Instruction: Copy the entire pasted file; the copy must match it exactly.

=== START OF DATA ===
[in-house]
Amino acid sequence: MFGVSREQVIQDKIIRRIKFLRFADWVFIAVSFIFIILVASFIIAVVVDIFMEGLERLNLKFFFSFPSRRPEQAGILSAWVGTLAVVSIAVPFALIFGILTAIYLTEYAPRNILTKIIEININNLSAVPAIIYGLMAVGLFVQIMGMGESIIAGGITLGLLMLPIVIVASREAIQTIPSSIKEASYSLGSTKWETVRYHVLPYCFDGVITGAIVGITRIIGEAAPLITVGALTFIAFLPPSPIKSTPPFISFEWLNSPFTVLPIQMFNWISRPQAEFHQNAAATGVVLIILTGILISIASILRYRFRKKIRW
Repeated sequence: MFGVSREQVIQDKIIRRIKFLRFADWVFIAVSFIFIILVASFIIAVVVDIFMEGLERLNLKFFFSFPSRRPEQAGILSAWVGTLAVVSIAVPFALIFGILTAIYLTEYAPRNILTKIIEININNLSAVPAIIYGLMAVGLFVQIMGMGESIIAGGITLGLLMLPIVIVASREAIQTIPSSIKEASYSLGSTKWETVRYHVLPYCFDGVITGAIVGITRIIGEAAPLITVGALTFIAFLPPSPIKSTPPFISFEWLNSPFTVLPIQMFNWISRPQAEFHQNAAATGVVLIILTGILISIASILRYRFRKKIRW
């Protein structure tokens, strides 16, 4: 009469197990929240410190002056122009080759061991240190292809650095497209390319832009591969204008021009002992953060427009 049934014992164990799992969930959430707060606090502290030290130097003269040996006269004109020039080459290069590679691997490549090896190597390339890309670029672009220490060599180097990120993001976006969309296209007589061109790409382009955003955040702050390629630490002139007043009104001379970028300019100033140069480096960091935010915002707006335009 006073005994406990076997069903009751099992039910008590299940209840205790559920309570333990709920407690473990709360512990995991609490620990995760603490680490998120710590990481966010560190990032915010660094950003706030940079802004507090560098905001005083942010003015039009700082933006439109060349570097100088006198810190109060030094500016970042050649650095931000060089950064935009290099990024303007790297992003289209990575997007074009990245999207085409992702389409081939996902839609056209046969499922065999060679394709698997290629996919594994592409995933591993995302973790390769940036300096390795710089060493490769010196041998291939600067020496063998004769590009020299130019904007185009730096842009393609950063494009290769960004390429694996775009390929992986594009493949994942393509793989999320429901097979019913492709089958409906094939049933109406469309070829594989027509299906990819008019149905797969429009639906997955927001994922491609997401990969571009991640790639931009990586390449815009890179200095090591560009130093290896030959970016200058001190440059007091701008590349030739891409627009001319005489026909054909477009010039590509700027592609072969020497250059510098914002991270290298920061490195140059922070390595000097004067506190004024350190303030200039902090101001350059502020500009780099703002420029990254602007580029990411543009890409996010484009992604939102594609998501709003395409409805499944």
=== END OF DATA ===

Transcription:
[in-house]
Amino acid sequence: MFGVSREQVIQDKIIRRIKFLRFADWVFIAVSFIFIILVASFIIAVVVDIFMEGLERLNLKFFFSFPSRRPEQAGILSAWVGTLAVVSIAVPFALIFGILTAIYLTEYAPRNILTKIIEININNLSAVPAIIYGLMAVGLFVQIMGMGESIIAGGITLGLLMLPIVIVASREAIQTIPSSIKEASYSLGSTKWETVRYHVLPYCFDGVITGAIVGITRIIGEAAPLITVGALTFIAFLPPSPIKSTPPFISFEWLNSPFTVLPIQMFNWISRPQAEFHQNAAATGVVLIILTGILISIASILRYRFRKKIRW
Repeated sequence: MFGVSREQVIQDKIIRRIKFLRFADWVFIAVSFIFIILVASFIIAVVVDIFMEGLERLNLKFFFSFPSRRPEQAGILSAWVGTLAVVSIAVPFALIFGILTAIYLTEYAPRNILTKIIEININNLSAVPAIIYGLMAVGLFVQIMGMGESIIAGGITLGLLMLPIVIVASREAIQTIPSSIKEASYSLGSTKWETVRYHVLPYCFDGVITGAIVGITRIIGEAAPLITVGALTFIAFLPPSPIKSTPPFISFEWLNSPFTVLPIQMFNWISRPQAEFHQNAAATGVVLIILTGILISIASILRYRFRKKIRW
């Protein structure tokens, strides 16, 4: 009469197990929240410190002056122009080759061991240190292809650095497209390319832009591969204008021009002992953060427009 049934014992164990799992969930959430707060606090502290030290130097003269040996006269004109020039080459290069590679691997490549090896190597390339890309670029672009220490060599180097990120993001976006969309296209007589061109790409382009955003955040702050390629630490002139007043009104001379970028300019100033140069480096960091935010915002707006335009 006073005994406990076997069903009751099992039910008590299940209840205790559920309570333990709920407690473990709360512990995991609490620990995760603490680490998120710590990481966010560190990032915010660094950003706030940079802004507090560098905001005083942010003015039009700082933006439109060349570097100088006198810190109060030094500016970042050649650095931000060089950064935009290099990024303007790297992003289209990575997007074009990245999207085409992702389409081939996902839609056209046969499922065999060679394709698997290629996919594994592409995933591993995302973790390769940036300096390795710089060493490769010196041998291939600067020496063998004769590009020299130019904007185009730096842009393609950063494009290769960004390429694996775009390929992986594009493949994942393509793989999320429901097979019913492709089958409906094939049933109406469309070829594989027509299906990819008019149905797969429009639906997955927001994922491609997401990969571009991640790639931009990586390449815009890179200095090591560009130093290896030959970016200058001190440059007091701008590349030739891409627009001319005489026909054909477009010039590509700027592609072969020497250059510098914002991270290298920061490195140059922070390595000097004067506190004024350190303030200039902090101001350059502020500009780099703002420029990254602007580029990411543009890409996010484009992604939102594609998501709003395409409805499944």